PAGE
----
Judge in Jailhouse Murder Case Failed to Disclose Conflict; DA Should Drop Case, Motions Claim

Categories: Breaking News
Jared Petrovich

The case of the brutal Oct. 5, 2006 murder of John Derek Chamberlain, who died at the hands of fellow inmates at Theo Lacy Men's Jail who believed he was a child molester, is already sensational enough. Although only nine inmates have been charged in his death, both the suspects as well as Orange County Sheriff's detectives and prosecutors agree that dozens of prisoners participated in the vicious attack, which lasted at least half an hour and involved repeated punching, kicking, stomping, sodomy with a pencil and dousing with scalding liquid--all under the not-so-watchful eyes of jail guards, who later acknowledged they were just 30 feet away, watching television, playing Nintendo and texting their girlfriends.

And then there's the testimony--provided by several witnesses and bolstered by other evidence--that Chamberlain, who had been arrested a few weeks earlier on charges of possessing child pornography, knew his life was in danger and asked guards to relocate him on the day he died, only to have one of those guards, Deputy Kevin Taylor, allegedly tell the white "shot-caller" in the barracks where he was housed that Chamberlain was a child molester. That shot-caller, Jared Petrovich, previously shared his story about Taylor with the Weekly here, and now, along with the other inmates charged in the murder, he faces life in prison.

But now the case is getting even more bizarre. According to a motion filed on Jan. 22 by Keith Davidson, Petrovich's attorney, Judge James A. Stotler has a conflict of interest in this case and should immediately remove himself from it. On Jan. 8, more than a year after being assigned to the case, Stotler informed Davidson and other attorneys that he used to be a client of Al Stokke, the attorney representing defendant Michael Garten, one of the inmates being charged in Chamberlain's murder. Davidson's motion argues that this presents a major problem for his client because Garten provides key testimony against Petrovich.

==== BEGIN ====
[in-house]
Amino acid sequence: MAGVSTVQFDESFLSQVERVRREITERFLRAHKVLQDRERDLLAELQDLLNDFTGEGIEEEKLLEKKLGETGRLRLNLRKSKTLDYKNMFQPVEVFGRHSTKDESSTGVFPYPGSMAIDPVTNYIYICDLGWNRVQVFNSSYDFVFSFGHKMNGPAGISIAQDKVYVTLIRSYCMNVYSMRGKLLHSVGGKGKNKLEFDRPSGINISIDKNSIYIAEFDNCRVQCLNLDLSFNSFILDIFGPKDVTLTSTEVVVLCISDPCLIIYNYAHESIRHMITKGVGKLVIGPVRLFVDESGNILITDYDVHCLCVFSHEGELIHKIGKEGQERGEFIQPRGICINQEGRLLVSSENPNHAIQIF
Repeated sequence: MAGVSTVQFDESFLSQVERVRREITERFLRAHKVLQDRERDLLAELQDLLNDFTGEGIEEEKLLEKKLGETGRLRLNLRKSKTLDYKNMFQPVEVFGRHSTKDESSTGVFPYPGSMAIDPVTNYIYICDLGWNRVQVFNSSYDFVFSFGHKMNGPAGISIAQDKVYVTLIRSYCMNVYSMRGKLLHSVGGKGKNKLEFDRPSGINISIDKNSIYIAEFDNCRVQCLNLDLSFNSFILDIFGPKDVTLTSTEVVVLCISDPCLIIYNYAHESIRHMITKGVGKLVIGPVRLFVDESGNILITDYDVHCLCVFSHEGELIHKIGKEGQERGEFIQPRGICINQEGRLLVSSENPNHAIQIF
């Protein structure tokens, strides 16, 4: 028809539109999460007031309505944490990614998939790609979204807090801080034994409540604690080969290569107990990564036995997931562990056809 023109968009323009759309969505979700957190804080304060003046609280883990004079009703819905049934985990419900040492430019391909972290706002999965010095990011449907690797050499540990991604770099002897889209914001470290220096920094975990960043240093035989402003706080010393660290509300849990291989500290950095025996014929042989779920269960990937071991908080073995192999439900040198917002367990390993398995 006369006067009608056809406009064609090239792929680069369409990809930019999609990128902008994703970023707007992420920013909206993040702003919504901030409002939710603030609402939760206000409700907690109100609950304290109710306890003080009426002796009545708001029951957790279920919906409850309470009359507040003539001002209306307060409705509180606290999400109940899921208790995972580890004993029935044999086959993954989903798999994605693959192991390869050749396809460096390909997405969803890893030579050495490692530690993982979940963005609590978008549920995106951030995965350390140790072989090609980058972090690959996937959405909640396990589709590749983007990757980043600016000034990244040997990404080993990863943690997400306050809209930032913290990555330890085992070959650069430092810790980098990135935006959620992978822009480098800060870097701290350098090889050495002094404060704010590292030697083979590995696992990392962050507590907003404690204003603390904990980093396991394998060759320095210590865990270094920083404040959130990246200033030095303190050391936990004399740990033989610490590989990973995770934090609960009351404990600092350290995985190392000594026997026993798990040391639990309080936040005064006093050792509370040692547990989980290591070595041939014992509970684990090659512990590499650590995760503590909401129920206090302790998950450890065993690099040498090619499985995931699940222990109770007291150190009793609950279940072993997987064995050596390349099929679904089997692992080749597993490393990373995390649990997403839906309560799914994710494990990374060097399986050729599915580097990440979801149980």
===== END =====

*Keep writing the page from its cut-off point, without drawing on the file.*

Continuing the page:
As Petrovich previously told the Weekly, he acknowledges telling other inmates that Chamberlain was a child molester and specifically, that Deputy Taylor wanted them to assault the inmate that evening, but only to injure him between the waist and neck. Garten and other inmates corroborate that claim. "Garten incriminates Petrovich when he informed authorities that Petrovich lied when he claimed he never touched Chamberlain in the deadly attack," the motion states, as well as when "Garten incriminatingly told authorities that Petrovich was minimizing is involvement in the attack and events leading up to it."

"Petrovich is alleging that there is either judicial partiality or a substantial likelihood of that the public would perceive judicial partiality by Stotler because of his longstanding relationship with Stokke and the fact that he was formerly represented by Stokke," Davidson told the Weekly this morning. "And the fact that makes this whole thing sour is Stokke has been representing Garten for 13 months and only now does Stotler come forward and say 'Oh, by the way, I happen to have an attorney-client relationship with one of the lawyers and you should know this.' This leaves my client and my client's family with a sense that they are not being treated fairly." Davidson added that attorneys for Chamberlain murder defendants Eric Miller and Stephen Carlstrom planned to join his motion to have Stotler remove himself from the case.

Reached by phone today, Stokke refused to comment on Davidson's motion, citing attorney-client privilege--the client in question being, of course, Judge Stotler. However Stokke did comment in detail on a motion he filed last week in the case requesting to have the Orange County District Attorney's Office taken off the Chamberlain case. The motion points out that in the Chamberlain murder case the agency decided to investigate itself. Typically, the DA's office investigates any homicides inside county jails, to avoid any conflict of interest. However, as Stokke's motion argues, then-Sheriff Mike Carona (now ex-Sheriff and convicted felon) ordered his agency to do the investigation, and the DA's office failed to do its duty by alerting the Attorney General, instead, opting for a special grand jury probe that, while unearthing overwhelming evidence of a cover-up, failed to indict a single deputy, instead charging three more inmates with Chamberlain's murder.

"[T]he acquiescence in the face of the conflict-filled investigation, the violation of Protocol, the subsequent failure of the District Attorney to notify the Attorney General, and the failure to initiate any proceedings against those who brazenly mocked the Grand Jury process is directed at one goal, the protection of 'its own' (i.e. law enforcement)," Stokke's motion states. "However, such action (or inaction as is sometimes the case) geared to protecting those who wear green (the color of the Sheriff's Department's main uniform) at the expense of those who wear mustard (the color of standard jail-issue uniforms) is 'outrageous' and it is my belief that such conduct on the part of the DA offends our society's fundamental assumptions about fairness, justice and due process of the laws."

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